This Saturday is the 16th Annual Spinning in the Winery. Beautiful location, friends, food, sunshine, lots and lots of fiber (and vendors) — and fabulous tasting organic wines. What more can you ask for?
May 25, 2013, 10 am to 4 pm
Retzlaff Winery, 1356 S. Livermore Ave.
$5 entry per person
Tips for the first time attendees:
Have your $5 ready as you enter the driveway. They collect the fees on the way in while they help direct you to a parking location.
Drink lots of water. It’s hot out there.
Bring sunscreen, hat, and sunglasses. Did I mention that it gets hot?
Do a wine tasting before lunch. This way, you can pick out a bottle of wine to have with your lunch.
Bring your checkbook. Many of my favorite vendors are there.
Bring some extra cash for the raffle tickets. I seem to recall a spinning wheel was raffled off one year.
Don’t expect to get much spinning done.
Unfortunately, I can’t make it this year, but I will raise a glass to toast the event.
The first museum in the United States to focus exclusively on quilts and textiles as an art form, the San Jose Museum of Quilts & Textiles celebrated its 35th anniversary in 2012. With compelling exhibitions of historical and contemporary textiles, engaging gallery walks and artist talks for adults, and a highly successful educational outreach program for 2nd students, we aim to increase the publicâ€™s awareness, understanding, and appreciation of quilts and textiles as a form of artistic and cultural expression that peoples worldwide have practiced for thousands of years.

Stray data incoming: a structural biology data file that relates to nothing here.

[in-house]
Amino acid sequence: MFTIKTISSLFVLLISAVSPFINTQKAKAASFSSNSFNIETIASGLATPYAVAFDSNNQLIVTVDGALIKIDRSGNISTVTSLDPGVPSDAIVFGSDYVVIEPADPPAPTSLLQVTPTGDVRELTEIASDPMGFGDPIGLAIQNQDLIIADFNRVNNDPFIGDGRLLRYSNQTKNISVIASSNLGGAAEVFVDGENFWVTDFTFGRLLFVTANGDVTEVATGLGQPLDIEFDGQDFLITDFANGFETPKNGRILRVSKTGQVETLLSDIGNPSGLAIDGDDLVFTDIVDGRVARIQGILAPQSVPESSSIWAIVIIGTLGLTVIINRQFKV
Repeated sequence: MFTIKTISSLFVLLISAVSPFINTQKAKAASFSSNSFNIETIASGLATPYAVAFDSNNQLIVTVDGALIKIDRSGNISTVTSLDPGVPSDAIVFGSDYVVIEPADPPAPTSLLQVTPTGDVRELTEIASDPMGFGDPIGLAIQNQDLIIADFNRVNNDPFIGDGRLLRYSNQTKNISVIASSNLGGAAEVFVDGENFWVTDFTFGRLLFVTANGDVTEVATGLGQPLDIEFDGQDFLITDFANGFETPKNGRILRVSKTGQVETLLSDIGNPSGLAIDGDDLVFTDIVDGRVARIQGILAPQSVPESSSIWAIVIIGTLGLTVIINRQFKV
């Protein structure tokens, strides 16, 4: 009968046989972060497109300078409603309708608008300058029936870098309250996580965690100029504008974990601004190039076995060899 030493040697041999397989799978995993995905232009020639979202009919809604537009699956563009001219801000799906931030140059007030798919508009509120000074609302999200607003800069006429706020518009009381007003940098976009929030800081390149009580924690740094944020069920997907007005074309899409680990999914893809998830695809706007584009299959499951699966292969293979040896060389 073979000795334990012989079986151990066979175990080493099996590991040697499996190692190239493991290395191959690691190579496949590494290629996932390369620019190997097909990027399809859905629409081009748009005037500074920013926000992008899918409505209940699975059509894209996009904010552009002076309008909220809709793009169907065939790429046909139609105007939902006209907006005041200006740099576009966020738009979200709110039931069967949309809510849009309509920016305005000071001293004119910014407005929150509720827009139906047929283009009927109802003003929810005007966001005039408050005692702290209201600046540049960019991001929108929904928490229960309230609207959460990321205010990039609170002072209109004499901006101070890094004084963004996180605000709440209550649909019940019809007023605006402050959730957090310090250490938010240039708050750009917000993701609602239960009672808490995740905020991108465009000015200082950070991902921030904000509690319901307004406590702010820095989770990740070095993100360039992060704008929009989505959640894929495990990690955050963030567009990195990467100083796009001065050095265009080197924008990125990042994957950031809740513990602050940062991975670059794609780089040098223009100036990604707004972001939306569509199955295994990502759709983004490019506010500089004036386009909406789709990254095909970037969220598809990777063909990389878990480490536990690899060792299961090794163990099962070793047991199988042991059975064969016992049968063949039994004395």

Cloth is at the core of human experience. Every culture throughout history has had a textile tradition through which people learned about and sustained their social, civic and religious rituals. As largely a womanâ€™s tradition, quilting became a primary vehicle for womenâ€™s social, political and artistic expression when other forms of expression were not available to them. It was during the 1970s, when the women’s movement and the feminist art movement came to full flower, that a new breed of artists, often formally educated, began choosing fiber as a fine art medium, challenging assumptions about both the intent and the content of textile art forms.
As many of you have heard, Judith MacKenzie’s teaching studio burned down in the early hours of Monday morning. She has lost all weaving and spinning equipment. There is now a website to help her rebuild her studio.
If you are able to, please consider donating to help this wonderful woman who has been so generous with her time and knowledge. I personally would not be the person I am today without her help, in more ways than just spinning and weaving.
I’m going Pink for October. I’m not doing anything fancy except changing in the background color because I just don’t have time right now to build a new template around this. Perhaps next year.Â In the meantime, read up on it and click on through to give free mammograms.Â Which reminds me, I’m due for one this month. How about you?